"there will be no proposals made by this Government that seek to bring in this constitutional treaty, or elements of it, by the back door."—[ Hansard, 6 June 2005; Vol. 434, c. 1000.]
The right hon. Gentleman knows what my right hon. Friend the Leader of the Opposition said about seeking to restore national Parliaments' control of employment measures. He will have to wait with bated breath for the detailed presentation of Conservative policy, but I can promise him that his appetite will be satisfied well before the next election. [Interruption.] I am always impressed by the way in which Labour Members become increasingly excited by the prospect of what the future Conservative Government will do.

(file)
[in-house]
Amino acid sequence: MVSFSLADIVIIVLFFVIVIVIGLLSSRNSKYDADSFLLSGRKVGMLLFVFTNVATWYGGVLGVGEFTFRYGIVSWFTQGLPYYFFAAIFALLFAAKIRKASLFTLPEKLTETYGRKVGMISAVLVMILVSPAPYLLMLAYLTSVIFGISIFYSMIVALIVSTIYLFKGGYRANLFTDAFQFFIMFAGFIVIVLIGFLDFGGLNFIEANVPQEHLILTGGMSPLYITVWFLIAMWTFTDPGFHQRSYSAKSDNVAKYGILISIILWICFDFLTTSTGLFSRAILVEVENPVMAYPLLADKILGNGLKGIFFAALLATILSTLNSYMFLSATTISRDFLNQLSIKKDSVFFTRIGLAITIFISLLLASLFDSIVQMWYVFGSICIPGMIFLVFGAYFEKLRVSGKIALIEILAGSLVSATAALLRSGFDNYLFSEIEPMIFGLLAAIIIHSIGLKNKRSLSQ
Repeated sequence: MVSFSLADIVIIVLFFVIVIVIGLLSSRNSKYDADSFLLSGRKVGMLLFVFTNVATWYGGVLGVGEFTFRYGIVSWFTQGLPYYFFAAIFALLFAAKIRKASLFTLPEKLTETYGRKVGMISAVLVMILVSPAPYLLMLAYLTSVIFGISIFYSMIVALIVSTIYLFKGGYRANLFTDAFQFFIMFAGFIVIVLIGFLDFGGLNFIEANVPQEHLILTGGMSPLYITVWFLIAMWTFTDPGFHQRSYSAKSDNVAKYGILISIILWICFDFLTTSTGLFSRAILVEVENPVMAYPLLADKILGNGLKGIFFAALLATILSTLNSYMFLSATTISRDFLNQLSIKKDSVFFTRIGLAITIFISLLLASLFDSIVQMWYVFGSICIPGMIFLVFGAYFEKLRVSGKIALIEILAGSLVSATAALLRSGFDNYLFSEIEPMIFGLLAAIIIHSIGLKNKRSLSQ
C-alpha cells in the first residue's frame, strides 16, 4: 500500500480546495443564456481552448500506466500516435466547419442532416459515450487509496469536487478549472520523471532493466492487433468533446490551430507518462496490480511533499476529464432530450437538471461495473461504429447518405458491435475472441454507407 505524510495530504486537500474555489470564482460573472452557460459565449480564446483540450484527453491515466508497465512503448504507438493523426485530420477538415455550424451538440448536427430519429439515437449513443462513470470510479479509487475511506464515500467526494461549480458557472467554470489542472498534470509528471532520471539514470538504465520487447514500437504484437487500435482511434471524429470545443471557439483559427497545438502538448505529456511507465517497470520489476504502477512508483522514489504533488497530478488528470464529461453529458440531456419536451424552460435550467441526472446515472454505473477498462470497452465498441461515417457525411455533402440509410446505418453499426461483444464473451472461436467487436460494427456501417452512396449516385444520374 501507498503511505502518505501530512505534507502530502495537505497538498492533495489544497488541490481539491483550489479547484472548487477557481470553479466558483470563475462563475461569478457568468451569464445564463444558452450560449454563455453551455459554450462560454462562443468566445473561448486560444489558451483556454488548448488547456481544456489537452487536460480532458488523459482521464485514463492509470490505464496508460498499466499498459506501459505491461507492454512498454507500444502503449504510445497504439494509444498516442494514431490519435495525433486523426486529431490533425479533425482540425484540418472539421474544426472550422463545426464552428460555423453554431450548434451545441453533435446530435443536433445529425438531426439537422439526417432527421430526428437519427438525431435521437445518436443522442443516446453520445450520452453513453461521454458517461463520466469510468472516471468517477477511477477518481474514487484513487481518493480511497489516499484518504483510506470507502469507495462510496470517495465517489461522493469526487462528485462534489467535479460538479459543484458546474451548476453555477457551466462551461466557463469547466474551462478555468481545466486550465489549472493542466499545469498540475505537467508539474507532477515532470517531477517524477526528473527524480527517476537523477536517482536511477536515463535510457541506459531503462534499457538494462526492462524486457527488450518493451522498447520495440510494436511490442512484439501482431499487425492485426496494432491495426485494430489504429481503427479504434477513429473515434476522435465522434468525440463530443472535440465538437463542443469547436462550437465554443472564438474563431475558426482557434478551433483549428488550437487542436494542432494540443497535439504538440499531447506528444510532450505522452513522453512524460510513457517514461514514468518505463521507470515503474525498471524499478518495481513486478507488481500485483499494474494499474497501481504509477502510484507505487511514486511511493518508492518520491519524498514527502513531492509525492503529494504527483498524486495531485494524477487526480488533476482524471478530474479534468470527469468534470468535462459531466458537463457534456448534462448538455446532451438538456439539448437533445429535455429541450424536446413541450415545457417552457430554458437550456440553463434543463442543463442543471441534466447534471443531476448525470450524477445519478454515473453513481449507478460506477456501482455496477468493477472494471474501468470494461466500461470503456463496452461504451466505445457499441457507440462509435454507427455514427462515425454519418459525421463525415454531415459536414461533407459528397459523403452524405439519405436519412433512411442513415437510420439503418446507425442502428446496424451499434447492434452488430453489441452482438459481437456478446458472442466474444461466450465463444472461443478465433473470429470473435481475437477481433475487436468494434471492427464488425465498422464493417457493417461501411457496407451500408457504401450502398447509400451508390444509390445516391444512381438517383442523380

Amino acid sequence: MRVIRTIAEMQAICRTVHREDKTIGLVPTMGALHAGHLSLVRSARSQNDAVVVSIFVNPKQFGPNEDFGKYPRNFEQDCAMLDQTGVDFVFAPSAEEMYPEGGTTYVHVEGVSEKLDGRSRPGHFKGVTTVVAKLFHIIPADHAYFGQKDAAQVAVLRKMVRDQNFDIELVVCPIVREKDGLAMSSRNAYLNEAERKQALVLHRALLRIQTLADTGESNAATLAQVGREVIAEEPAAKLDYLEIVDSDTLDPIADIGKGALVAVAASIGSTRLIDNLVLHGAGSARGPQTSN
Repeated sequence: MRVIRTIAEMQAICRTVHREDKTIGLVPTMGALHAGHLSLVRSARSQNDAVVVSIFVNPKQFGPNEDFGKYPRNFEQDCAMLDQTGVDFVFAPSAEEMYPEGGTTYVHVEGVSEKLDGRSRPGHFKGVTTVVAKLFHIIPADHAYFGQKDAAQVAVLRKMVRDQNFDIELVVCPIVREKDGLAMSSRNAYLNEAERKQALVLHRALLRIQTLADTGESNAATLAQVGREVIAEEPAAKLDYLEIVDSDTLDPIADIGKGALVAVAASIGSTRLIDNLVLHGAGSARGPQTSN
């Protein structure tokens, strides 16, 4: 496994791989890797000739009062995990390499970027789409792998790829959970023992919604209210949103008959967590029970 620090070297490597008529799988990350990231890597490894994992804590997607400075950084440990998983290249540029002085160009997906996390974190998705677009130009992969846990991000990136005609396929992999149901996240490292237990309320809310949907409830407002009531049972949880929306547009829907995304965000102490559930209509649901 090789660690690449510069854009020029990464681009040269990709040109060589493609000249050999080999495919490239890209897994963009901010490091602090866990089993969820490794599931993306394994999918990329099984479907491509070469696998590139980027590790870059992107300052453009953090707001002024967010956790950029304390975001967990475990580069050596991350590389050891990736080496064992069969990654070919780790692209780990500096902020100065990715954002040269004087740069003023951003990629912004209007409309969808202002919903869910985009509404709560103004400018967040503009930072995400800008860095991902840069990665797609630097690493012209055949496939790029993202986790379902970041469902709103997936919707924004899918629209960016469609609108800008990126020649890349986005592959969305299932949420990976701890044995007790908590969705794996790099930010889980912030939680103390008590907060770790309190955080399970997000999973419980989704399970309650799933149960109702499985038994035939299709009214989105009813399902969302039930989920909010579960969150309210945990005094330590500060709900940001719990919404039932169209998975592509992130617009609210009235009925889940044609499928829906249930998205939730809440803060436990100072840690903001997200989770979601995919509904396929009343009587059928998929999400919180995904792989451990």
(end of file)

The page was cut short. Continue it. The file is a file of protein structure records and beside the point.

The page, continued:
Mr. MacShane tried to come to the Lord Chancellor's rescue, but Conservative Members know what the Lord Chancellor said about his commitments on consulting the people, we know what he really thinks and we still cherish the hope, even at this late stage, that he will be prepared to step up to say what he privately believes about the need to consult the people.
There is a sense of poetic justice in our debating human rights today, because yesterday's events and the treatment meted out to Mr. Field, and the hon. Members for Manchester, Blackley (Graham Stringer), for Birmingham, Edgbaston (Ms Stuart) and for Vauxhall (Kate Hoey) remind us that the rights to free speech, due process and a fair trial need to be defended today with vigilance and determination. The Prime Minister must have set some new standard in ordering the persecution of four Members of Parliament for seeking to deliver something that not only they but he had promised the British people at the previous general election.